Faculty members should consult SMU's office of Academic Technology Services, which provides many kinds of support, including hands-on training in using classroom technology. (Click here for classroom-specific information about the setup in many campus buildings). SMU's STAR (Student Technology Assistant in Residence) Program is also available to help with short-term instructional technology projects.
There are also numerous on-line resources about using technology to enhance teaching in a number of different ways. For example, Teaching with Technology 2, from the Learning Technology Consortium, offers 17 peer-reviewed essays on using different kinds of educational technology, and the book can be downloaded for free. MERLOT is a huge, peer-reviewed, multi-disciplinary resource for learning and online teaching. Here's a curated list, from About.me to Zotero, of free online tools that you can use in your teaching.
Below are links to resources on using specific types of teaching and learning tools.
Blackboard SMU uses the course management system Blackboard. For help creating Blackboard courses and learning the basics, consult Academic Technology's Blackboard help page, as well as this Blackboard online tutorial. Access your Blackboard courses here.
Presentation Software Sometimes it's helpful to provide visual aids to complement teaching, stimulate discussion, or allow out-of-class teaching. Tools designed for this purpose, such as PowerPoint, can be used well or used badly. Click here for resources that provide advice for thoughtful use of PowerPoint, as well as a few additional presentation tools.
Classroom Response Systems ("clickers")One way to encourage student engagement is by using electronic devices that allow students to record their answers to multiple choice questions and allow you to instantly display the results. The anonymity encourages participation, and their answers help the teacher know when further discussion is needed. Use of clickers can also serve as a catalyst for discussion. Click here to learn more about using response systems effectively.
Online Projects and Collaboration ToolsTechnology can support student collaboration on creating new knowledge, reflecting on what they are learning, or working together to achieve a deeper understanding of course material. These articles provide ideas about their use and misuse.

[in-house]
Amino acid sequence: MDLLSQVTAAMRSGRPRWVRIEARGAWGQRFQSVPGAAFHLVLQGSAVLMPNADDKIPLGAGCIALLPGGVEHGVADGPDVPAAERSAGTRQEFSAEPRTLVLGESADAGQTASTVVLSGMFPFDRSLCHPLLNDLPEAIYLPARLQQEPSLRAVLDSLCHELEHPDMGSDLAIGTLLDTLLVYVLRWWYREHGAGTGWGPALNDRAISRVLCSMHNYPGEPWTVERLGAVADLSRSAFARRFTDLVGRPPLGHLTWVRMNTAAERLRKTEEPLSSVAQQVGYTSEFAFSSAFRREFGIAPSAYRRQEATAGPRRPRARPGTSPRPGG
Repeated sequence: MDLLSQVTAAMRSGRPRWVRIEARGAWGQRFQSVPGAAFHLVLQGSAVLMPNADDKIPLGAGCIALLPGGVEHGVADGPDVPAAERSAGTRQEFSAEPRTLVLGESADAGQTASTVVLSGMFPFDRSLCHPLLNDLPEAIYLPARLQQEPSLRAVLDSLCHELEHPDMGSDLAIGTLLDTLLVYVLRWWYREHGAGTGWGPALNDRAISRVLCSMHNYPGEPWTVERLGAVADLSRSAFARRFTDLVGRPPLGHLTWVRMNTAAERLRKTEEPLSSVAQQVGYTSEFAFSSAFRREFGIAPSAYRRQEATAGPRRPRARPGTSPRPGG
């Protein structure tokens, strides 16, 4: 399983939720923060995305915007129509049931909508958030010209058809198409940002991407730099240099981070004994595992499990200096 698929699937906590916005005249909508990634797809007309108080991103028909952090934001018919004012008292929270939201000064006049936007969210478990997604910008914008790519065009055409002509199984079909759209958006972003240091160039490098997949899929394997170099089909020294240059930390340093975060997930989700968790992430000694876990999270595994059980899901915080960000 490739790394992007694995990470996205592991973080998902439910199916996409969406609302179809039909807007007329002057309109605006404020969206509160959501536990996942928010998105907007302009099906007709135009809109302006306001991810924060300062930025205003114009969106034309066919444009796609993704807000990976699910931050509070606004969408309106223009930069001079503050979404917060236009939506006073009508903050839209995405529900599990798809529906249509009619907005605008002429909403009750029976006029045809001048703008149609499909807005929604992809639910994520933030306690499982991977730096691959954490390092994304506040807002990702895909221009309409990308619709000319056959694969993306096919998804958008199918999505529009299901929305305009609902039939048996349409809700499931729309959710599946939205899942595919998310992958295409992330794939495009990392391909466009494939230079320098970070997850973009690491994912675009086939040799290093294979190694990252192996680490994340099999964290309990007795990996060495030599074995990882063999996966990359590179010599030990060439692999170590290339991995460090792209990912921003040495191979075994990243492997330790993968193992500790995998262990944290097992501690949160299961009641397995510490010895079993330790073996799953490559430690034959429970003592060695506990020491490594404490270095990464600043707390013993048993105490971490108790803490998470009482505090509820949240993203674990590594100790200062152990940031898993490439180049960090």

Information Visualization ToolsTechnology can also clarify and stimulate thought through transforming words into pictures. Here are some tools to help lead your students to think more critically by encouraging them to visually structure information.
Flipping the ClassroomHow can we make the best use of the classroom time we have with our students? Sometimes a great way to move them toward higher levels of understanding is to move the lecture out of the classroom, and use in-person time for interactions that require applying, synthesizing, and creating. "Flipping" doesn't have to use technology, but tools such as videos, podcasts, online quizzes and the like can help in and out of class activity work together. These resources explain the theory underlying this teaching method and provide practical suggestions for making it work.
PodcastsWhether for a flipped class or just as a resource for your students, you may want to create a podcast that conveys information students need for initial learning or review. SMU's Academic Technology Service can provide instruction on creating podcasts, and will loan you a podcasting kit. These articles discuss how to make and use podcasts effectively.
GamesWhat could be more engaging than a good game, used well? These articles discuss why a game may lead to deeper learning and give some examples of their use in higher education.
Teaching with Tablet ComputersWe're only beginning to explore their many possibilities for higher education. Here are some ideas.
Converting a Face-to-Face Course to an Online CourseTeaching online, whether in a hybrid course or a wholly-online course, requires different techniques and different tools. Without the F2F contact, professors will need to be even clearer about setting and articulating expectations for digital work and participation. Encouraging interaction between professor and student and among students is an additional challenge, as is monitoring student learning as the course progresses. The online environment requires the use of basic technologies to digitize course materials as well as mastery of the university's learning management system. And various tools like Skype allow synchronous communications, while blogs and Twitter can encourage asynchronous interaction. Here are some ideas to get you started.